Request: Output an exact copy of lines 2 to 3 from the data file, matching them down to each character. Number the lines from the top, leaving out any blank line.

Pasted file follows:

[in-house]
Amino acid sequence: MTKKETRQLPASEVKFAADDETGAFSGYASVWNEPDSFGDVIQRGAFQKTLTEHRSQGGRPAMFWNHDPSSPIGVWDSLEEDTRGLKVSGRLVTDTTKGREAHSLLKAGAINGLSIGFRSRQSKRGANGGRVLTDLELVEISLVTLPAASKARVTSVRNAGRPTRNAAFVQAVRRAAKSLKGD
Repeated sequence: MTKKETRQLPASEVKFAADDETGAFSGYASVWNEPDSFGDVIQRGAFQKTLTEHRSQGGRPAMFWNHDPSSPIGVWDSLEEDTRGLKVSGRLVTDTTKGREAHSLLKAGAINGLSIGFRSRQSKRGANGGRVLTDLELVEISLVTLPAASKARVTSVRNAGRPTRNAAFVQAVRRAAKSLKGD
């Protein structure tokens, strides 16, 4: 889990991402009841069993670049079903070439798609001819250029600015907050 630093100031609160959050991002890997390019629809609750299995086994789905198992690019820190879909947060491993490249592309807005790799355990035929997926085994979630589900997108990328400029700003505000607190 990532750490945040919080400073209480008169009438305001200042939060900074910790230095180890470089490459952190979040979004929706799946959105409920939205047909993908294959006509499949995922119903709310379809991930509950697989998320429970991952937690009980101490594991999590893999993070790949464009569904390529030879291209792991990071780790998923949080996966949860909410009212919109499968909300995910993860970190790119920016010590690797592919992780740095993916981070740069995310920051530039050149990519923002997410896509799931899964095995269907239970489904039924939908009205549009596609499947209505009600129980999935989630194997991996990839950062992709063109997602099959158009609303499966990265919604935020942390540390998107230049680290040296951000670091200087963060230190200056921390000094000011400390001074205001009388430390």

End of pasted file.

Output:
Amino acid sequence: MTKKETRQLPASEVKFAADDETGAFSGYASVWNEPDSFGDVIQRGAFQKTLTEHRSQGGRPAMFWNHDPSSPIGVWDSLEEDTRGLKVSGRLVTDTTKGREAHSLLKAGAINGLSIGFRSRQSKRGANGGRVLTDLELVEISLVTLPAASKARVTSVRNAGRPTRNAAFVQAVRRAAKSLKGD
Repeated sequence: MTKKETRQLPASEVKFAADDETGAFSGYASVWNEPDSFGDVIQRGAFQKTLTEHRSQGGRPAMFWNHDPSSPIGVWDSLEEDTRGLKVSGRLVTDTTKGREAHSLLKAGAINGLSIGFRSRQSKRGANGGRVLTDLELVEISLVTLPAASKARVTSVRNAGRPTRNAAFVQAVRRAAKSLKGD